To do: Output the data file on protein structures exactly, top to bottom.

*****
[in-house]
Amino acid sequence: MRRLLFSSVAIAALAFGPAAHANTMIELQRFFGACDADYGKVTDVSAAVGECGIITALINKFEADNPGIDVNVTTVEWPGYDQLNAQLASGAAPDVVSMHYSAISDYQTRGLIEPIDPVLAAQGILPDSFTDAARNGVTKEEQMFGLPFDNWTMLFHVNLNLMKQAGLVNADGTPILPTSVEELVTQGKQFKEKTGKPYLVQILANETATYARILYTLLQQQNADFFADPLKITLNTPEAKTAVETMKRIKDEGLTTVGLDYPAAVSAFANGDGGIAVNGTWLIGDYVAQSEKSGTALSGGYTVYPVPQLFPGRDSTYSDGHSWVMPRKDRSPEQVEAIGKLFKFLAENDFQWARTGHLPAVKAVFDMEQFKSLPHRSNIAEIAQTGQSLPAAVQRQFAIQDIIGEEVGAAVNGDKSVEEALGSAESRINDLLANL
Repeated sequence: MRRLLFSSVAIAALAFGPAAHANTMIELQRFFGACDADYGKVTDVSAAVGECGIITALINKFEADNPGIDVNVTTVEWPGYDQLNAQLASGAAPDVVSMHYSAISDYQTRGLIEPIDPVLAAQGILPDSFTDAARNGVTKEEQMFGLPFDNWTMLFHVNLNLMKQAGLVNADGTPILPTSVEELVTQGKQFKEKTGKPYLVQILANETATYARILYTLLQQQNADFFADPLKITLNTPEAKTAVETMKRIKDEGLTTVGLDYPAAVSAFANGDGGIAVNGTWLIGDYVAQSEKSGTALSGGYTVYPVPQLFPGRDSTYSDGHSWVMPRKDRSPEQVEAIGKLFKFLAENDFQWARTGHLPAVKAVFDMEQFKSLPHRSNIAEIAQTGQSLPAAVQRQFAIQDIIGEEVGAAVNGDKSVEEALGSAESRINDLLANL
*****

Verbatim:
[in-house]
Amino acid sequence: MRRLLFSSVAIAALAFGPAAHANTMIELQRFFGACDADYGKVTDVSAAVGECGIITALINKFEADNPGIDVNVTTVEWPGYDQLNAQLASGAAPDVVSMHYSAISDYQTRGLIEPIDPVLAAQGILPDSFTDAARNGVTKEEQMFGLPFDNWTMLFHVNLNLMKQAGLVNADGTPILPTSVEELVTQGKQFKEKTGKPYLVQILANETATYARILYTLLQQQNADFFADPLKITLNTPEAKTAVETMKRIKDEGLTTVGLDYPAAVSAFANGDGGIAVNGTWLIGDYVAQSEKSGTALSGGYTVYPVPQLFPGRDSTYSDGHSWVMPRKDRSPEQVEAIGKLFKFLAENDFQWARTGHLPAVKAVFDMEQFKSLPHRSNIAEIAQTGQSLPAAVQRQFAIQDIIGEEVGAAVNGDKSVEEALGSAESRINDLLANL
Repeated sequence: MRRLLFSSVAIAALAFGPAAHANTMIELQRFFGACDADYGKVTDVSAAVGECGIITALINKFEADNPGIDVNVTTVEWPGYDQLNAQLASGAAPDVVSMHYSAISDYQTRGLIEPIDPVLAAQGILPDSFTDAARNGVTKEEQMFGLPFDNWTMLFHVNLNLMKQAGLVNADGTPILPTSVEELVTQGKQFKEKTGKPYLVQILANETATYARILYTLLQQQNADFFADPLKITLNTPEAKTAVETMKRIKDEGLTTVGLDYPAAVSAFANGDGGIAVNGTWLIGDYVAQSEKSGTALSGGYTVYPVPQLFPGRDSTYSDGHSWVMPRKDRSPEQVEAIGKLFKFLAENDFQWARTGHLPAVKAVFDMEQFKSLPHRSNIAEIAQTGQSLPAAVQRQFAIQDIIGEEVGAAVNGDKSVEEALGSAESRINDLLANL